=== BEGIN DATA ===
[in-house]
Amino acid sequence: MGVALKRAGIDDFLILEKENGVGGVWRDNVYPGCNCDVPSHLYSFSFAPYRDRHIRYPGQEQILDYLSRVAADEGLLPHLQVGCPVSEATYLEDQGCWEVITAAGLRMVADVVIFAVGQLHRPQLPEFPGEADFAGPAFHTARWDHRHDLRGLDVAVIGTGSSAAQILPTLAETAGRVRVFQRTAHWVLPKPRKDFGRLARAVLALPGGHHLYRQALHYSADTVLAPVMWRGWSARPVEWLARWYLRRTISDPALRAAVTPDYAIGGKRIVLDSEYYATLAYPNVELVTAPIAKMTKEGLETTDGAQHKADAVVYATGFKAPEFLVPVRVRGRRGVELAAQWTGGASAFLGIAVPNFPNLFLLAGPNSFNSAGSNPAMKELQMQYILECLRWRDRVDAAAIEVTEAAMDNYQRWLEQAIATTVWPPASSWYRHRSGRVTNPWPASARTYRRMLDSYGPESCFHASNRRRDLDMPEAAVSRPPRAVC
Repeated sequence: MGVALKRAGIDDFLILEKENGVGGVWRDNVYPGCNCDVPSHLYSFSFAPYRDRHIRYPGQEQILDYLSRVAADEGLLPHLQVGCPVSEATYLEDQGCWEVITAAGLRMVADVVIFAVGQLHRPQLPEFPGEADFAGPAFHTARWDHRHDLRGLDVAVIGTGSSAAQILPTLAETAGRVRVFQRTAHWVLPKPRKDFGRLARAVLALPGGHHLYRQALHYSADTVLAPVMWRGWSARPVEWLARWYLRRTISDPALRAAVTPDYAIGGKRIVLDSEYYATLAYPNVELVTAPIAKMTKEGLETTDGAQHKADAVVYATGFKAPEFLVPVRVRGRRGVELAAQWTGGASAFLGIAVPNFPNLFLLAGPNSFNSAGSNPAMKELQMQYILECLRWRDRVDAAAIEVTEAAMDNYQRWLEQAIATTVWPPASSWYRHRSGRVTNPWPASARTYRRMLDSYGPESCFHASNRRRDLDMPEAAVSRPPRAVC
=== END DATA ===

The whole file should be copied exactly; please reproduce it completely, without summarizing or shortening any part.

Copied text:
[in-house]
Amino acid sequence: MGVALKRAGIDDFLILEKENGVGGVWRDNVYPGCNCDVPSHLYSFSFAPYRDRHIRYPGQEQILDYLSRVAADEGLLPHLQVGCPVSEATYLEDQGCWEVITAAGLRMVADVVIFAVGQLHRPQLPEFPGEADFAGPAFHTARWDHRHDLRGLDVAVIGTGSSAAQILPTLAETAGRVRVFQRTAHWVLPKPRKDFGRLARAVLALPGGHHLYRQALHYSADTVLAPVMWRGWSARPVEWLARWYLRRTISDPALRAAVTPDYAIGGKRIVLDSEYYATLAYPNVELVTAPIAKMTKEGLETTDGAQHKADAVVYATGFKAPEFLVPVRVRGRRGVELAAQWTGGASAFLGIAVPNFPNLFLLAGPNSFNSAGSNPAMKELQMQYILECLRWRDRVDAAAIEVTEAAMDNYQRWLEQAIATTVWPPASSWYRHRSGRVTNPWPASARTYRRMLDSYGPESCFHASNRRRDLDMPEAAVSRPPRAVC
Repeated sequence: MGVALKRAGIDDFLILEKENGVGGVWRDNVYPGCNCDVPSHLYSFSFAPYRDRHIRYPGQEQILDYLSRVAADEGLLPHLQVGCPVSEATYLEDQGCWEVITAAGLRMVADVVIFAVGQLHRPQLPEFPGEADFAGPAFHTARWDHRHDLRGLDVAVIGTGSSAAQILPTLAETAGRVRVFQRTAHWVLPKPRKDFGRLARAVLALPGGHHLYRQALHYSADTVLAPVMWRGWSARPVEWLARWYLRRTISDPALRAAVTPDYAIGGKRIVLDSEYYATLAYPNVELVTAPIAKMTKEGLETTDGAQHKADAVVYATGFKAPEFLVPVRVRGRRGVELAAQWTGGASAFLGIAVPNFPNLFLLAGPNSFNSAGSNPAMKELQMQYILECLRWRDRVDAAAIEVTEAAMDNYQRWLEQAIATTVWPPASSWYRHRSGRVTNPWPASARTYRRMLDSYGPESCFHASNRRRDLDMPEAAVSRPPRAVC